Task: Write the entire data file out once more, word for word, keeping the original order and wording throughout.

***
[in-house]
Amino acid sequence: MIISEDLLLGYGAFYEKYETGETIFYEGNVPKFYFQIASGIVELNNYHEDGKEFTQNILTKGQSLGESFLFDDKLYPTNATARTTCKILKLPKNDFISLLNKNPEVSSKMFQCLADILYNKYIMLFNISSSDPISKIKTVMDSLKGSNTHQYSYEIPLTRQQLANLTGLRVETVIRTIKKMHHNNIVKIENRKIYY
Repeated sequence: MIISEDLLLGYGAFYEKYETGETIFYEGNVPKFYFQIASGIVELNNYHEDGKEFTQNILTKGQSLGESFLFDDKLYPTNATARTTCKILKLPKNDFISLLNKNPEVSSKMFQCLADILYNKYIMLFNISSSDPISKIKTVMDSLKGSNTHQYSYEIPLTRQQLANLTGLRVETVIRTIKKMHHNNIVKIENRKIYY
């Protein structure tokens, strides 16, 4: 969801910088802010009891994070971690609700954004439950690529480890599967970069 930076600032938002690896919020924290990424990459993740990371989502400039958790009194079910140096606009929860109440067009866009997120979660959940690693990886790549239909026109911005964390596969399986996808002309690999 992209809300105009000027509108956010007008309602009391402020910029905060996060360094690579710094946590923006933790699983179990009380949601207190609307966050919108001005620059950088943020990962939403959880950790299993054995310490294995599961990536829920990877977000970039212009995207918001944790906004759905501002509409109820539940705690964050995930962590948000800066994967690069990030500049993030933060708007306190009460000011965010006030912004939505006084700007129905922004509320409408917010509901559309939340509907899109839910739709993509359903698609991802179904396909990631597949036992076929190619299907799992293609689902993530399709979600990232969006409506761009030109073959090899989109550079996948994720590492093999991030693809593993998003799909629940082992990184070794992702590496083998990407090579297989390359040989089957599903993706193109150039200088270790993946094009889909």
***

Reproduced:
[in-house]
Amino acid sequence: MIISEDLLLGYGAFYEKYETGETIFYEGNVPKFYFQIASGIVELNNYHEDGKEFTQNILTKGQSLGESFLFDDKLYPTNATARTTCKILKLPKNDFISLLNKNPEVSSKMFQCLADILYNKYIMLFNISSSDPISKIKTVMDSLKGSNTHQYSYEIPLTRQQLANLTGLRVETVIRTIKKMHHNNIVKIENRKIYY
Repeated sequence: MIISEDLLLGYGAFYEKYETGETIFYEGNVPKFYFQIASGIVELNNYHEDGKEFTQNILTKGQSLGESFLFDDKLYPTNATARTTCKILKLPKNDFISLLNKNPEVSSKMFQCLADILYNKYIMLFNISSSDPISKIKTVMDSLKGSNTHQYSYEIPLTRQQLANLTGLRVETVIRTIKKMHHNNIVKIENRKIYY
């Protein structure tokens, strides 16, 4: 969801910088802010009891994070971690609700954004439950690529480890599967970069 930076600032938002690896919020924290990424990459993740990371989502400039958790009194079910140096606009929860109440067009866009997120979660959940690693990886790549239909026109911005964390596969399986996808002309690999 992209809300105009000027509108956010007008309602009391402020910029905060996060360094690579710094946590923006933790699983179990009380949601207190609307966050919108001005620059950088943020990962939403959880950790299993054995310490294995599961990536829920990877977000970039212009995207918001944790906004759905501002509409109820539940705690964050995930962590948000800066994967690069990030500049993030933060708007306190009460000011965010006030912004939505006084700007129905922004509320409408917010509901559309939340509907899109839910739709993509359903698609991802179904396909990631597949036992076929190619299907799992293609689902993530399709979600990232969006409506761009030109073959090899989109550079996948994720590492093999991030693809593993998003799909629940082992990184070794992702590496083998990407090579297989390359040989089957599903993706193109150039200088270790993946094009889909």